Born in Nanjing, China, Hancock moved to Canada, where in 1930 his family opened Woodland Nurseries in Mississauga. He was a pilot during World War II, before earning his bachelor’s degree in agriculture from the Ontario Agricultural College (now the University of Guelph) in 1949. He then entered Harvard’s Graduate School of Design, which was at that time a bastion of American modernism. While there, business magnate E.P. Taylor hired him (Hancock’s father-in-law, Karl Fraser, was president of one of Taylor’s firms) to design the community of Don Mills, in Toronto. The project served as Hancock’s Harvard thesis, and would shape his long career as a town planner.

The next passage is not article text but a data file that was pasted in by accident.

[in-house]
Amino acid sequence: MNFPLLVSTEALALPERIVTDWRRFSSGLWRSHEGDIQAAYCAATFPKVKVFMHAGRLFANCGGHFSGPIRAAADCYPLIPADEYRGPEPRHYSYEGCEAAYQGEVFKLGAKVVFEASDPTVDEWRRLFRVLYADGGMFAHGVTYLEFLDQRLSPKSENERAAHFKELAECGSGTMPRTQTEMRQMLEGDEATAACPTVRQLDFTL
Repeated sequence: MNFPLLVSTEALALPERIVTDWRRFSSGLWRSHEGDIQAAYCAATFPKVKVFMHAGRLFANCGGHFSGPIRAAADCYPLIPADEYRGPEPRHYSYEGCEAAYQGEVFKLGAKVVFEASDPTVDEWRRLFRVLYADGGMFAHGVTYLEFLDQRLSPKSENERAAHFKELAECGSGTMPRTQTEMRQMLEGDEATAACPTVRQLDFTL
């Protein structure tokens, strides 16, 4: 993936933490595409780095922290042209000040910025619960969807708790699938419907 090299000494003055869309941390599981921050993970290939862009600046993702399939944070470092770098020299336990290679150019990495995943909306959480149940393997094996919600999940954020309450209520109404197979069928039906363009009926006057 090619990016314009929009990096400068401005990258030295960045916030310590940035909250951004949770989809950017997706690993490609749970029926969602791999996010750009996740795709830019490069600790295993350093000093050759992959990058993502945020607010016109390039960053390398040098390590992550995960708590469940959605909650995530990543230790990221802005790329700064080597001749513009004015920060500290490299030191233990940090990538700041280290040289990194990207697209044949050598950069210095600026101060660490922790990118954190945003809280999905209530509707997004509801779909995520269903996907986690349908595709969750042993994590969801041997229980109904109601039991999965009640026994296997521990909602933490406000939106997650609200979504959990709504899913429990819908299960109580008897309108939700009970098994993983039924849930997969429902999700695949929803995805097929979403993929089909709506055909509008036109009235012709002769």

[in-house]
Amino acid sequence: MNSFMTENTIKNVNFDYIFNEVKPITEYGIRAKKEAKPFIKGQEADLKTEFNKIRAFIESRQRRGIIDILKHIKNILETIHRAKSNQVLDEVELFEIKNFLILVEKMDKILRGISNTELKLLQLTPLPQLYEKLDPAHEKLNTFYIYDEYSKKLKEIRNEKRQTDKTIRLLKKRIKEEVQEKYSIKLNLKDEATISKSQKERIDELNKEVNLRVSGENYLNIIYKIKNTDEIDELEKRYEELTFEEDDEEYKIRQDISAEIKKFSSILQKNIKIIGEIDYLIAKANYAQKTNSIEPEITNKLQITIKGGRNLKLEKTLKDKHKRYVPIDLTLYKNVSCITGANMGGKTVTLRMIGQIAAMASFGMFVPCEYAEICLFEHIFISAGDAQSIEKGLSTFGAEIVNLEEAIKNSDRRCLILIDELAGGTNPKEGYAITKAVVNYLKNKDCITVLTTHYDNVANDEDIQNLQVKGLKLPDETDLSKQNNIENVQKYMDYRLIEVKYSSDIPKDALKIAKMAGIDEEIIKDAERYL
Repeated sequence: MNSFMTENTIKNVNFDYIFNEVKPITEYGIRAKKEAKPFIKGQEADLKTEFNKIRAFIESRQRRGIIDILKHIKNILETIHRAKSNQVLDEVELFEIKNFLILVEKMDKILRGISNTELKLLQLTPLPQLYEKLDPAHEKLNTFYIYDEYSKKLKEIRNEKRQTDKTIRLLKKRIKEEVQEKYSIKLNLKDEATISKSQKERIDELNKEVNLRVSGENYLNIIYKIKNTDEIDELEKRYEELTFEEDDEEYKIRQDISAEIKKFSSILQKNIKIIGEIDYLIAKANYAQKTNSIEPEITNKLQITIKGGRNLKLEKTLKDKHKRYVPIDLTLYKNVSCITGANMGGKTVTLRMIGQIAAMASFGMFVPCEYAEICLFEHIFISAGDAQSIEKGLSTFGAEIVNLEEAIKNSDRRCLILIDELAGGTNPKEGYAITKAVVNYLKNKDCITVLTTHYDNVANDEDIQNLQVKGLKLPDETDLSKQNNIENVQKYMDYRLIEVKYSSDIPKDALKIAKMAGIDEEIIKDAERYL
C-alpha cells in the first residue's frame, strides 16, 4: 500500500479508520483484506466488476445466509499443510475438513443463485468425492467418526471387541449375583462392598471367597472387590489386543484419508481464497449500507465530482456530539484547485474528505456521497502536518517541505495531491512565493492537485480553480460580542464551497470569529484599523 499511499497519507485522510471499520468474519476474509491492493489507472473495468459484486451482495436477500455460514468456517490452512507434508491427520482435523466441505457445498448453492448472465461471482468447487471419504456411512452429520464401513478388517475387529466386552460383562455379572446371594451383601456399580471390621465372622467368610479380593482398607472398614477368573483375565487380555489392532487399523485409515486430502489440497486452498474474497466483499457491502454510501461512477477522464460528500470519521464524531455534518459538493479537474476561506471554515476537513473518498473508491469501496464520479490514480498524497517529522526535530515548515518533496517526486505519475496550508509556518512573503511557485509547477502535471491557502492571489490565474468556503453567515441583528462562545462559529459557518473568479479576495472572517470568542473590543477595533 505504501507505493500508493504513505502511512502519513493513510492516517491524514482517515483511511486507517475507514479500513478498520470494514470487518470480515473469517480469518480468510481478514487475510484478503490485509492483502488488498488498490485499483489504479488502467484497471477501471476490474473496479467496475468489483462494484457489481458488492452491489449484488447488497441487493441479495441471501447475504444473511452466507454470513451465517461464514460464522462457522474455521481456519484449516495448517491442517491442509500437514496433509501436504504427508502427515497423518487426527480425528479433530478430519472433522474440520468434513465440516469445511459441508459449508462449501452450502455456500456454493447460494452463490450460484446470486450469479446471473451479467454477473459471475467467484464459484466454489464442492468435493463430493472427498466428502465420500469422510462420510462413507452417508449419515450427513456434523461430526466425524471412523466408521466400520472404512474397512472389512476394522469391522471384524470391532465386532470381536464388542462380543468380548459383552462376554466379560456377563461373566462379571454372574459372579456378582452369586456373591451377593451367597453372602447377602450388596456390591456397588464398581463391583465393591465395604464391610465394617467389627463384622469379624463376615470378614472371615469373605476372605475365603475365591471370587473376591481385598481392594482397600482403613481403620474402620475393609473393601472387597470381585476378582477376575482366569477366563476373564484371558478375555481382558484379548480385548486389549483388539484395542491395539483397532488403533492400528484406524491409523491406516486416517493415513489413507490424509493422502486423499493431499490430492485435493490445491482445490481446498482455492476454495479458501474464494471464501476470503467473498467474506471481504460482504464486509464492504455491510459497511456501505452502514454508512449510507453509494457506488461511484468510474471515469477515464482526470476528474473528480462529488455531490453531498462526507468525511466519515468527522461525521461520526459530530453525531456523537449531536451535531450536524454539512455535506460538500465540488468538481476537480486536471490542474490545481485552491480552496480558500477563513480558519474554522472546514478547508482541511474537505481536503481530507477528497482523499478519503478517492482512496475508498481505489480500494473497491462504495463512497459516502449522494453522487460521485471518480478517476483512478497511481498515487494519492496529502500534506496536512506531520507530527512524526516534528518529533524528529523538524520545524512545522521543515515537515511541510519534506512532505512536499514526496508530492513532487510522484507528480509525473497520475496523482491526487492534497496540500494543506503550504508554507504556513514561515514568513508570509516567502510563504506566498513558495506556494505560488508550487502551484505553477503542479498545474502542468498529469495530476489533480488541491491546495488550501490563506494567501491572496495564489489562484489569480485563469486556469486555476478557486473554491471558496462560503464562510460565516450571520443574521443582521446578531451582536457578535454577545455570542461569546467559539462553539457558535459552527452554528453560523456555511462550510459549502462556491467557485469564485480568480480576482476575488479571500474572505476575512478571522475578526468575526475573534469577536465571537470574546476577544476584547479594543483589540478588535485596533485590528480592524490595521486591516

Developed between 1953 and 1965, Don Mills included a range of housing types in the Modernist style, set among curving streets and cul-de-sacs. It became a much-studied model for town planning, and in 1956, Hancock helped found and became president of Project Planning Associates, Ltd., joined by several members of the team that had created Don Mills. The firm planned many prominent projects, including Ontario Place, in Toronto, and the International and Universal Exposition of 1967, in Montreal, with others in Australia, Bahamas, China, Kuwait, and Pakistan. Hancock served as President of the Canadian Institute of Planners, and of the Ontario Association of Landscape Architects. He was also a Fellow of the Canadian Society of Landscape Architects, which awarded him its Lifetime Achievement Award in 2009. In 1997, the Ontario Heritage Foundation designated Don Mills a heritage site, and in 2003, Hancock received the Order of Ontario for achievements in urban planning. He died at Sunnybrook Hospital in Toronto.